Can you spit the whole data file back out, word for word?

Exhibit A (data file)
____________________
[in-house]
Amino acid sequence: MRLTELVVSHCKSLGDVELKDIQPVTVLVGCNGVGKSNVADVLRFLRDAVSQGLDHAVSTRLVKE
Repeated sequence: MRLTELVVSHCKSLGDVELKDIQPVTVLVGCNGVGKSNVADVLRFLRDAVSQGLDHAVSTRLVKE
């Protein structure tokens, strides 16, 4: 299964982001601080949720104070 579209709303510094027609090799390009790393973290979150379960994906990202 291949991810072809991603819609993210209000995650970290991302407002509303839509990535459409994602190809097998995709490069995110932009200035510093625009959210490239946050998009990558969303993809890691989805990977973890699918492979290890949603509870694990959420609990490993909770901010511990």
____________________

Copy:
[in-house]
Amino acid sequence: MRLTELVVSHCKSLGDVELKDIQPVTVLVGCNGVGKSNVADVLRFLRDAVSQGLDHAVSTRLVKE
Repeated sequence: MRLTELVVSHCKSLGDVELKDIQPVTVLVGCNGVGKSNVADVLRFLRDAVSQGLDHAVSTRLVKE
């Protein structure tokens, strides 16, 4: 299964982001601080949720104070 579209709303510094027609090799390009790393973290979150379960994906990202 291949991810072809991603819609993210209000995650970290991302407002509303839509990535459409994602190809097998995709490069995110932009200035510093625009959210490239946050998009990558969303993809890691989805990977973890699918492979290890949603509870694990959420609990490993909770901010511990």